This looks really neat! Can anyone shine a light on what makes this different/better than Basecamp (other than being custom built for the way Automattic works, which is obviously a selling point for them). My understanding is that Basecamp does a lot of these things, although it’s not self-hosted.

I'm sure this used to be a theme for WordPress at one point? Either way, it's really unusual how Automattic haven't released it to the public

> Can I self-host my P2? Not at the moment, but we plan to offer this option in the future.

Yea - I see it as weird too. The only reason I'm still an advocate for WordPress are the self-host-ability/full customization aspects. Otherwise, you're just another Medium that's going to take my data and use it against me.

Honestly, I wouldn't touch this until Automattic publishes the code. To a old-timer who's been leveraging WP for well over a decade: ew.

The previous version was a theme and is still available - https://wordpress.org/themes/p2/

This version is also a theme and will be released for self hosting in future too.

Wait so there was the old P2 and now there is the new P2 but at one point there was O2 which was supposed to be the next version of P2 https://geto2.com/ ?

Yep. Naming things is hard.

First there was actually the Prologue theme, then P2 was the second version (~2010?). Then O2 because “communication is oxygen for an organization”. Now back to P2 because that is the name that has stuck and everyone uses.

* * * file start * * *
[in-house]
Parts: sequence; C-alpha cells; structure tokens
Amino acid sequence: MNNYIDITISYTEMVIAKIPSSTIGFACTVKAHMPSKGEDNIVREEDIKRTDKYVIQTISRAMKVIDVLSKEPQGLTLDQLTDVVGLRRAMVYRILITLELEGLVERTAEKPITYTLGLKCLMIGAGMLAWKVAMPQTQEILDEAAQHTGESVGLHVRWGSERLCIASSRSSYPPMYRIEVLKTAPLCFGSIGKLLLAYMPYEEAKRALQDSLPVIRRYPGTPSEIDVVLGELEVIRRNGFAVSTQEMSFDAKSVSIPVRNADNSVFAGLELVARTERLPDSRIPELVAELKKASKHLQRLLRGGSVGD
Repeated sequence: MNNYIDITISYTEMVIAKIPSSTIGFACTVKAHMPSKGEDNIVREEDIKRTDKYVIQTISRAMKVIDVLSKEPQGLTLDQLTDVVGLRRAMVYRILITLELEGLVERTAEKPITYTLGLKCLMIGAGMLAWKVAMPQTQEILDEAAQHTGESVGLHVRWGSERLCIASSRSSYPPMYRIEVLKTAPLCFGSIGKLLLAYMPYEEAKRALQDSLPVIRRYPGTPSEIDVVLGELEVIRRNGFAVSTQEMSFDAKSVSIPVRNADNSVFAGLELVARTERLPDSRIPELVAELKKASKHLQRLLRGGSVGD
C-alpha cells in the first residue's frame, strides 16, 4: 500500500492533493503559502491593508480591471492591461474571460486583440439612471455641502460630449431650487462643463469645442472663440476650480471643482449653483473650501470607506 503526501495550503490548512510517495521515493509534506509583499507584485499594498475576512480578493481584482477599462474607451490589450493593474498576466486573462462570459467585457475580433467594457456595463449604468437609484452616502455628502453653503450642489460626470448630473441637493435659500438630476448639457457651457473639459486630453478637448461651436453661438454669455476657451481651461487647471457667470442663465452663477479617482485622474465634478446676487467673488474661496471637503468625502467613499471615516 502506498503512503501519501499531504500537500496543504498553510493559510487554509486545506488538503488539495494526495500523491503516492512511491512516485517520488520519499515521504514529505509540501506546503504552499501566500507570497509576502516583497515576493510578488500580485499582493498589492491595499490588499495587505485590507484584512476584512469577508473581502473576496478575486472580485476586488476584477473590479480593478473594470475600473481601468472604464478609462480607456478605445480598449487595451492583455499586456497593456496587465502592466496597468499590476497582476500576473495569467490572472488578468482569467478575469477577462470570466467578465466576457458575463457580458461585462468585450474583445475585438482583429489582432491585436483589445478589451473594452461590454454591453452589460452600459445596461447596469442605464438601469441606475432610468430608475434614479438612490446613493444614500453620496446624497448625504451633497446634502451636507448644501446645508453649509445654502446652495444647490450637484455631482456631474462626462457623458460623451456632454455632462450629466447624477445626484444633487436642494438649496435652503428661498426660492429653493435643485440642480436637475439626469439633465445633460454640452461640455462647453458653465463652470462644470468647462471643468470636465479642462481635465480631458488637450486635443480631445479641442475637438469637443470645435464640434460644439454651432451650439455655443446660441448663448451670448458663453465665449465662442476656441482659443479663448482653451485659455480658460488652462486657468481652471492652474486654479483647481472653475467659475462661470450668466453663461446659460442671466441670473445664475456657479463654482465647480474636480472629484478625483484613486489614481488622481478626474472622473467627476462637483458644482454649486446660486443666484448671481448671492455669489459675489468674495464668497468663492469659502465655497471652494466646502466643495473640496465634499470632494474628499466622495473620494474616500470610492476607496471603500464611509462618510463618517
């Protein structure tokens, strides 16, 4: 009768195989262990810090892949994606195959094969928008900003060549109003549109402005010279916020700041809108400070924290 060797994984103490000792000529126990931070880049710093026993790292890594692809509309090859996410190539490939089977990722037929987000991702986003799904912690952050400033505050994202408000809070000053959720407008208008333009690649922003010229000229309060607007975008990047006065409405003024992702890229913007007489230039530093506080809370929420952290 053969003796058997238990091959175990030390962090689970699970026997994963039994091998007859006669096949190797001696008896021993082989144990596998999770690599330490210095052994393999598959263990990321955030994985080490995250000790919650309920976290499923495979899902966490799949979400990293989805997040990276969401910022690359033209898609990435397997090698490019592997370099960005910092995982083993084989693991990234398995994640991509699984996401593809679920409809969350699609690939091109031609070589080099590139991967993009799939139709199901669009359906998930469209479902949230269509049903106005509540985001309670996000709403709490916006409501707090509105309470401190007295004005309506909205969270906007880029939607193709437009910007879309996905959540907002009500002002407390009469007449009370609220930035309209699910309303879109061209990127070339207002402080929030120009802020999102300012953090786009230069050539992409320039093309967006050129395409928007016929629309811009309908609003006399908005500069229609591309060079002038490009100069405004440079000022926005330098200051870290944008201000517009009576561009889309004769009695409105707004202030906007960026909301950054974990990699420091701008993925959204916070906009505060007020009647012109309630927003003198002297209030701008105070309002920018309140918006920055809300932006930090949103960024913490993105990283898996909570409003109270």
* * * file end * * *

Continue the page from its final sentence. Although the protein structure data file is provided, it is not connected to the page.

We (Automattic) use it as both a noun and a verb at this point. P2 or it didn’t happen.

Yes. The technology that made up o2 powers p2 now.

Anyone remember forums? I have been floating the idea in my org that forums are so much better than slack/discord, and we have regressed in our communication abilities.

Topics. Sub forums. View unread, link to posts, quoting, attachments. Voting. Reply by email. So many great things came from forums.

Forums were great. Unfortunately the realtime chat eclipsed it. Then everyone went to Facebook groups.

Lots of comments on 1,000+ people teams.

What about sub 100?

We are fully distributed. Lots of Slack and Zoom. Trying to create a central source of truth in Notion but that feels very static.

Any smaller teams using this?

Any wiki software suffers from the problem that only a small percentage of the company uses it. It's essentially a tax on the most productive people. If someone asks you for the same thing 8x, you will write it down and share it via a wiki.

I've spend years trying to solve the problem - how do you get the average person writing more at work? What I've come up with resembles a company "journal", but helps you automate any routine communication or update (daily standup, weekly update, retros, etc).

Would love any/all feedback on the idea, here's the website (https://www.friday.app/). You can use it as an individual, team, or with the entire org.

> how do you get the average person writing more at work?

Some people have many answers, but other people have many questions. So I think encouraging people to ask more (even stupid) questions might be a way to get the discussion going.